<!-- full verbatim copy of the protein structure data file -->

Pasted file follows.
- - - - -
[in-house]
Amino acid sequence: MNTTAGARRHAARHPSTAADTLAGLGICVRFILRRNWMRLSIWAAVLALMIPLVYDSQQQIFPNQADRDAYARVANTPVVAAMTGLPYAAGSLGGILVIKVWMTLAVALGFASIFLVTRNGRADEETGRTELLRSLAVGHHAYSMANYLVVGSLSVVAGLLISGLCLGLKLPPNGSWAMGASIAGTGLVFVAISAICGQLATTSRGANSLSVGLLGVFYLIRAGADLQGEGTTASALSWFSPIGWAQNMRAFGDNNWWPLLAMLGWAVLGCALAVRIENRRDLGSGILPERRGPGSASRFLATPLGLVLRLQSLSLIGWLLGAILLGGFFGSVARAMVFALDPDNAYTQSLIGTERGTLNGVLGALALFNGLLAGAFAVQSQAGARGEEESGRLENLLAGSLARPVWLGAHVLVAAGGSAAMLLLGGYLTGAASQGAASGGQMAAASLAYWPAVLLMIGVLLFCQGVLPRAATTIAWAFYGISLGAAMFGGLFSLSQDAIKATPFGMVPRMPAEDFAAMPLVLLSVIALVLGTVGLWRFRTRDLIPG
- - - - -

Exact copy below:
[in-house]
Amino acid sequence: MNTTAGARRHAARHPSTAADTLAGLGICVRFILRRNWMRLSIWAAVLALMIPLVYDSQQQIFPNQADRDAYARVANTPVVAAMTGLPYAAGSLGGILVIKVWMTLAVALGFASIFLVTRNGRADEETGRTELLRSLAVGHHAYSMANYLVVGSLSVVAGLLISGLCLGLKLPPNGSWAMGASIAGTGLVFVAISAICGQLATTSRGANSLSVGLLGVFYLIRAGADLQGEGTTASALSWFSPIGWAQNMRAFGDNNWWPLLAMLGWAVLGCALAVRIENRRDLGSGILPERRGPGSASRFLATPLGLVLRLQSLSLIGWLLGAILLGGFFGSVARAMVFALDPDNAYTQSLIGTERGTLNGVLGALALFNGLLAGAFAVQSQAGARGEEESGRLENLLAGSLARPVWLGAHVLVAAGGSAAMLLLGGYLTGAASQGAASGGQMAAASLAYWPAVLLMIGVLLFCQGVLPRAATTIAWAFYGISLGAAMFGGLFSLSQDAIKATPFGMVPRMPAEDFAAMPLVLLSVIALVLGTVGLWRFRTRDLIPG